Silver that cheap and meth mike would have snatched all of it before other dude had a chance. It would bet anacs would have had a limited edition set made just for him. With 5 flex pays and free shipping. Find a good dealer. Buy with credit card so you get extra protection.

If it sounds too good to be true, it probably is.


Or, we can all take a deep breath, and say in unison,
“Do not buy 1oz silver coins for $7.99”


They should serialize the boxes somehow. Though not sure how you would do that for the coin to match. You know it’s a big market because you can easily find boxes for every single coin ever minted in bulk.


Why is Walmart even doing business with Precious Metals in the first place


Two or three years ago I purchased some fake silver eagles advertised on yahoo I paid by PayPal and paid a couple of hundred dollars they were from a false address that were several false addresses from A dummy company in Texas the PayPal payment was to China I turned in all the coins to the secret service one bag unopened PayPal gave me no refund and neither did the secret service the distributor’s were in new York State and California the secret service has never gave me any kind of refund or answers,I actually went to one of our… Read more »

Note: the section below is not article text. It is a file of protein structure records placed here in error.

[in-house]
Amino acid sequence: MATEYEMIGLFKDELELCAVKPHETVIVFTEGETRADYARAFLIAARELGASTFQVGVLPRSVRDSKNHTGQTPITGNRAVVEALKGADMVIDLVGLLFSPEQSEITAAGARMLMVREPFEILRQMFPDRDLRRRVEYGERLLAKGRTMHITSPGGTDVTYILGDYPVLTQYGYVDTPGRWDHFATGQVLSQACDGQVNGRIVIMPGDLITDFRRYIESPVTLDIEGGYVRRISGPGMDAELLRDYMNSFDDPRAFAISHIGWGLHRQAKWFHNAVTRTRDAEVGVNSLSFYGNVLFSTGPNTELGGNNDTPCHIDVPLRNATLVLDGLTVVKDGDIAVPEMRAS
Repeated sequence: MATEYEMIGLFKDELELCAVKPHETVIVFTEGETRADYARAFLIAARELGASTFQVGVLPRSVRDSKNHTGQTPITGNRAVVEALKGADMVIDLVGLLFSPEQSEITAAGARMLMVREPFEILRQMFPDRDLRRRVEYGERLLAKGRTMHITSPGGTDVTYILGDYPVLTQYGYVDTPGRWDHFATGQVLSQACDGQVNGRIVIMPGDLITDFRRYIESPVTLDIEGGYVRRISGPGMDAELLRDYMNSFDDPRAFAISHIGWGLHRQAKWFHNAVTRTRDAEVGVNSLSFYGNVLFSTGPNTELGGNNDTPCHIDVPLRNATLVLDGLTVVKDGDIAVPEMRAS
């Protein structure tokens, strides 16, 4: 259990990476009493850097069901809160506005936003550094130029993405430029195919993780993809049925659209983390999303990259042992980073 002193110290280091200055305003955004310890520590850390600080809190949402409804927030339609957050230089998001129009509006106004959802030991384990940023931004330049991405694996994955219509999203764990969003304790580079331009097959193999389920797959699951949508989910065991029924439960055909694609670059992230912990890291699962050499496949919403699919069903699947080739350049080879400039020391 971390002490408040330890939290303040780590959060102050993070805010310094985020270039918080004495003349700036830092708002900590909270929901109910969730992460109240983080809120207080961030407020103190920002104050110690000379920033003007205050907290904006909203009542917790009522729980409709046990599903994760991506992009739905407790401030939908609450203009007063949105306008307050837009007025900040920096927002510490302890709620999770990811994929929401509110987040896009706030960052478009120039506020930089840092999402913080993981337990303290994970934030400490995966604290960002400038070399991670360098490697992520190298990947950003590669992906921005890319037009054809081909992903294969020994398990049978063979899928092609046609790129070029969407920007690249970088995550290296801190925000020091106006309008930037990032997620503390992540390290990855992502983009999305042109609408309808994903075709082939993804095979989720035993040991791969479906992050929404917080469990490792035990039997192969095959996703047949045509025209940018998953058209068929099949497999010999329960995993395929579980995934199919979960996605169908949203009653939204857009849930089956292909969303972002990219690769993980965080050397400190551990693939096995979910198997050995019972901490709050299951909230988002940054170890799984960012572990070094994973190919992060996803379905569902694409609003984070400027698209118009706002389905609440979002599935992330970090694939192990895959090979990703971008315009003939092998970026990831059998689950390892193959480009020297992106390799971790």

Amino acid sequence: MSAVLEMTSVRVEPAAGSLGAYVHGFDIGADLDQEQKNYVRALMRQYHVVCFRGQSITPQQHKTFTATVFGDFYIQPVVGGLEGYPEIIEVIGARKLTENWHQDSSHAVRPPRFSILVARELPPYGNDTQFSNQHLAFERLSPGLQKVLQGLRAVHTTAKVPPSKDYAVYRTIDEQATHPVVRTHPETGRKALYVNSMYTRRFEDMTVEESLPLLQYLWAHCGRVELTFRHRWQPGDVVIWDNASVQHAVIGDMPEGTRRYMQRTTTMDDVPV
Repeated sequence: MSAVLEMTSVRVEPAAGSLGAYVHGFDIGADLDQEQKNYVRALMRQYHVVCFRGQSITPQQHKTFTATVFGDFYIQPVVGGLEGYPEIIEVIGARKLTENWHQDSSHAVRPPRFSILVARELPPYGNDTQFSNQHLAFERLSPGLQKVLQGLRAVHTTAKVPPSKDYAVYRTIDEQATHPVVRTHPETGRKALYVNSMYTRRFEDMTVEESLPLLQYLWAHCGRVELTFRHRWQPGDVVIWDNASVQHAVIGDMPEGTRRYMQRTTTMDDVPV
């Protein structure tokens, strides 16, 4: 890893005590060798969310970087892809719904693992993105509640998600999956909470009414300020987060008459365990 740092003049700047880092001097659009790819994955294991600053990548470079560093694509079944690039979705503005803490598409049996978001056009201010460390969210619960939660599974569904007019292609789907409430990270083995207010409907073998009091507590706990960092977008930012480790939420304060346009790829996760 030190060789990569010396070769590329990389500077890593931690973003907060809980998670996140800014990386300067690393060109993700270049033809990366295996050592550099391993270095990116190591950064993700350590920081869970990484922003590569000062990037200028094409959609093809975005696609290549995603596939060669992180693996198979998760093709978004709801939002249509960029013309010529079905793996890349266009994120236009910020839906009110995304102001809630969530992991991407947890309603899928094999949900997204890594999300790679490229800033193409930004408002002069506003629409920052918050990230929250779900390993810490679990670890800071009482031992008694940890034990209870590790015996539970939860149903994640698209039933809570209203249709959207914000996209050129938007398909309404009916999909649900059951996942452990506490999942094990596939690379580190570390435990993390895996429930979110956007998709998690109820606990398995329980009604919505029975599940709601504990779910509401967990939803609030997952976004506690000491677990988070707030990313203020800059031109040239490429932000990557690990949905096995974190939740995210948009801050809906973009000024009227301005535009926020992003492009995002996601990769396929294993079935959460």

Dazed and Coinfused

If they can pay $20,000 for a person’s student loans they can easily pay for a few ounces of silver. Probably one of thr thousands of people that also got fake nursing degrees.


I won a couple hundred bucks at an Atlantic city once. When i got home i went to the bank to put my winnings in. 6 100 dollar bills were counterfeit. The bank took them and i lost out. I explained where i had gotten them from and the twller basically said shes under obligation by law to turn those bills in. I was out of my money. Bottomline….you dont get reimbursed for turning in false money


” The Long Island investor mistakenly thought he was getting a great bargain when he paid a total of only $26.16, including tax,”

I don’t feel bad for this dude at all. Greed is why he got ripped off because common sense should have kicked in when 1 coin was worth more than he paid for x10 with tax!


The US Government needs to crack down on coins coming from known counterfeiting countries like China and not allow them to be shipped to the USA.